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AURORA, Colo. (KDVR) — An Adams County judge dismissed kidnapping charges against the people who trapped 18 Aurora officers inside District 1 for more than seven hours on July 3.

“I’m extremely disappointed. I was hoping that this case would go forward. We respect the judicial process and we have to respect that,” Wilson told FOX31 on Friday. “But I feel as though the opportunity for a jury of their peers was reasonable. I was hoping that would happen and it didn’t. So I’m hoping that the district attorney will take these charges that are still in place and hold these people accountable for what happened that evening.”

Multiple charges were brought on the five people who allegedly barricaded officers in September 2020. According to the 18th Judicial District Attorney’s Office, three of the five arrested also face charges related to demonstrations that occurred in Aurora on June 27, July 12 and July 25.

According to the DA’s office, about 600 protesters surrounded the APD District One station at 13347 E. Montview Blvd. Organizers described the event as an “occupation,” the DA’s office said.

“They prevented 18 officers inside from leaving the building by barricading entrances and securing doors with wires, ropes, boards, picnic tables and sandbags. Some members of the group carried handguns and rifles and wore military or tactical clothing,” the DA’s office said in a statement issued Sept. 17, 2020.

They blocked off streets around the police station with vehicles and items from a nearby construction site, the DA’s office said.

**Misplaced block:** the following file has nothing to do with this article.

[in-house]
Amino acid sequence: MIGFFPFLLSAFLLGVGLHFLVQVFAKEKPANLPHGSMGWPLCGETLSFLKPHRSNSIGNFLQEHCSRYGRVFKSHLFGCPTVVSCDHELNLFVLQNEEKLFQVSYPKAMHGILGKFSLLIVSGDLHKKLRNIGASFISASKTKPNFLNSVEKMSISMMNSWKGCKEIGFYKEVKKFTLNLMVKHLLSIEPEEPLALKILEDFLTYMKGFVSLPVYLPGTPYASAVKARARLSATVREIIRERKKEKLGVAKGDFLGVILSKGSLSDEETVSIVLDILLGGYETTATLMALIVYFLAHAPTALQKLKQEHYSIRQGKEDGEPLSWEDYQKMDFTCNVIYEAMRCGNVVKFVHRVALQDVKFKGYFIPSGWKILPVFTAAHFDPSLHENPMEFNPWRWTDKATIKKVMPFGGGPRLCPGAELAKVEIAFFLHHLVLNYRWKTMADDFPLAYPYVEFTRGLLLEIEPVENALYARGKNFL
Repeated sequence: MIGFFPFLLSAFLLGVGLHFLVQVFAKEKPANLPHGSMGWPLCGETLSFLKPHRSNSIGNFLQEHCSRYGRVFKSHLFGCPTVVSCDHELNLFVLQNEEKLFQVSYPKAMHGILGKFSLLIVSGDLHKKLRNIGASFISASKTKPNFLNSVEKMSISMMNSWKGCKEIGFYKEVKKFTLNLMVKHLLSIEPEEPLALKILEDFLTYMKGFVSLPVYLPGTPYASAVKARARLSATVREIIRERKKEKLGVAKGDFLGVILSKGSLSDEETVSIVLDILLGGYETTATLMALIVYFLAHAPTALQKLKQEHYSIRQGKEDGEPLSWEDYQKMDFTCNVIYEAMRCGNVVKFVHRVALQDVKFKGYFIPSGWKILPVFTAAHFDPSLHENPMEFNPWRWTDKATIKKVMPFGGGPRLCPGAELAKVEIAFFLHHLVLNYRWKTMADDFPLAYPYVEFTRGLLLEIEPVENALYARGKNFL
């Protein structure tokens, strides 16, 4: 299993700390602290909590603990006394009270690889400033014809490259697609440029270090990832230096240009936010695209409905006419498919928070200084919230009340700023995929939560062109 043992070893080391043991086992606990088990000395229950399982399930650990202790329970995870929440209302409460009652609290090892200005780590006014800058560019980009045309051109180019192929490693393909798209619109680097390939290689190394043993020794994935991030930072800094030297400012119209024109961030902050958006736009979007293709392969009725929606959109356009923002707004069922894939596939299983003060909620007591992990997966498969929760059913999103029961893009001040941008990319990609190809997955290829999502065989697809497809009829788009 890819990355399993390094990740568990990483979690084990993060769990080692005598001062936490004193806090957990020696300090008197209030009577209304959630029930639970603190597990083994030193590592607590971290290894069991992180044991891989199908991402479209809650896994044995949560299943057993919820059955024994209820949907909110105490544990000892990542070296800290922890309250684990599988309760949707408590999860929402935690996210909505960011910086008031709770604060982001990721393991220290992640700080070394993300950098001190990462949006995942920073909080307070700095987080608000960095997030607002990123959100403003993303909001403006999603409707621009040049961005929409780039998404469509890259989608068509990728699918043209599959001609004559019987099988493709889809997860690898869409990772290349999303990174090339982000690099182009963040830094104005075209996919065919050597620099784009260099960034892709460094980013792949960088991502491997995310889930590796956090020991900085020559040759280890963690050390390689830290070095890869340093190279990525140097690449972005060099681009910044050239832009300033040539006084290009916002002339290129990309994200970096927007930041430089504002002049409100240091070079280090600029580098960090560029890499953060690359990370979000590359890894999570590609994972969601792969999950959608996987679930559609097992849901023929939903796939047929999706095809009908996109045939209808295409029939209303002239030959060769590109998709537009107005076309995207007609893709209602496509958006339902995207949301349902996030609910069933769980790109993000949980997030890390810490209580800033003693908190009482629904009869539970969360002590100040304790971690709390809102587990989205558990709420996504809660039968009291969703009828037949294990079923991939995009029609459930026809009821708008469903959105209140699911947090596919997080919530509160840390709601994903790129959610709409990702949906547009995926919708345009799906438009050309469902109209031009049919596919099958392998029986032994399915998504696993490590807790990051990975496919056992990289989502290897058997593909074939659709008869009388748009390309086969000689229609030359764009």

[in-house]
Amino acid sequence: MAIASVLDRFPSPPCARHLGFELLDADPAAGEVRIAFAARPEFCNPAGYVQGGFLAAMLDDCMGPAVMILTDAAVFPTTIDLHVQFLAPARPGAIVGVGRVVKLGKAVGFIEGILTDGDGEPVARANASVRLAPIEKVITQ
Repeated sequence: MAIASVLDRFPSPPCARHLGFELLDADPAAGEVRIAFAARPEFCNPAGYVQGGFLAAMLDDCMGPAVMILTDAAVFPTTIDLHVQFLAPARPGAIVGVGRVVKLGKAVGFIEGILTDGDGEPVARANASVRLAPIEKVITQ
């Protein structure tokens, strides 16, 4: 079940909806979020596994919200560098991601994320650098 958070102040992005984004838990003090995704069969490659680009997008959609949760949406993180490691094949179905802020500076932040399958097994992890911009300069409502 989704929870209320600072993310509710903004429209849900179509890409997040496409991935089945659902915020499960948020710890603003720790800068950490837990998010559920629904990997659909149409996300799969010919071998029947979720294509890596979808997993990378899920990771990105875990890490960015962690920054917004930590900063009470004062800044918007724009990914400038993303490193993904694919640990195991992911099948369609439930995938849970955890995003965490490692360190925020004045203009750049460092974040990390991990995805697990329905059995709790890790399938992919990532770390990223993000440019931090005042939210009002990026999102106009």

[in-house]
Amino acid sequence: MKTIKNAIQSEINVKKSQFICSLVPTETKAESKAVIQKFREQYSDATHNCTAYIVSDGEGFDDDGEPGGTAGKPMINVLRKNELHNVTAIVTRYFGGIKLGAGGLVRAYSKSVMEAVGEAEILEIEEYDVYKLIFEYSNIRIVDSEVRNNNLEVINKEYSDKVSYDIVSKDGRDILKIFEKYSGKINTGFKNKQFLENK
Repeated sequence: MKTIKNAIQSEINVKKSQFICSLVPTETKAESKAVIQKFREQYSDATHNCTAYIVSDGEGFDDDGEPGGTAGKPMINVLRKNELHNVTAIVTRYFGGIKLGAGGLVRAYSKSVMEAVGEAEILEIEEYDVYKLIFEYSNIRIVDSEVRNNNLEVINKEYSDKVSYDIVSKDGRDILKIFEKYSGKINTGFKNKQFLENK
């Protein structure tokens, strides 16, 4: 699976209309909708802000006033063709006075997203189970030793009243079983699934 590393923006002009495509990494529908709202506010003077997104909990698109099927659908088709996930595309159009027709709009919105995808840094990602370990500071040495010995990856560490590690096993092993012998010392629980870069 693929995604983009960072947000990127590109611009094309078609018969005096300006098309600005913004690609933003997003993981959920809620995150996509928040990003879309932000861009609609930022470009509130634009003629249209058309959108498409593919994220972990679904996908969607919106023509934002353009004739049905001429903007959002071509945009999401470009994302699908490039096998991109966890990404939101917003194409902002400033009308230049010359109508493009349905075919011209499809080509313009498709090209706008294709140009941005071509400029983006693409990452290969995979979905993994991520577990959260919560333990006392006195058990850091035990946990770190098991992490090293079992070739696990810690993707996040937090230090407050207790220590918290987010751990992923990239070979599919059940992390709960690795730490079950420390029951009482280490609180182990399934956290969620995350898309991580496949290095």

“I’m hoping that this will move forward because this can’t happen again. I question what are we supposed to do as law enforcement when our district is disabled and I have 18 officers that can’t get out?” Wilson said. “I’ve got entire graveyard shift of individuals that can’t get in to get their uniforms, their body worn cameras. And there are people that need us, they’re calling for help with in our city. It’s their police department that’s being surrounded. I need to know if you don’t want me to respond with force and you want me to de-escalate a situation, then these people need to be held accountable for their actions that evening.”

Wilson sent an email intended for internal viewing, but was made public. She addressed her officers letting them know she appreciates them.

“We responded appropriately by not escalating the incident and yet it appears that we will not get any justice from that evening, and for that I am truly sorry. I want the community to know that you, as officers, are not expendable and that those committing crimes against you need to be charged and held accountable.  Should this occur in the future, we will pursue charges again,” she wrote in the email.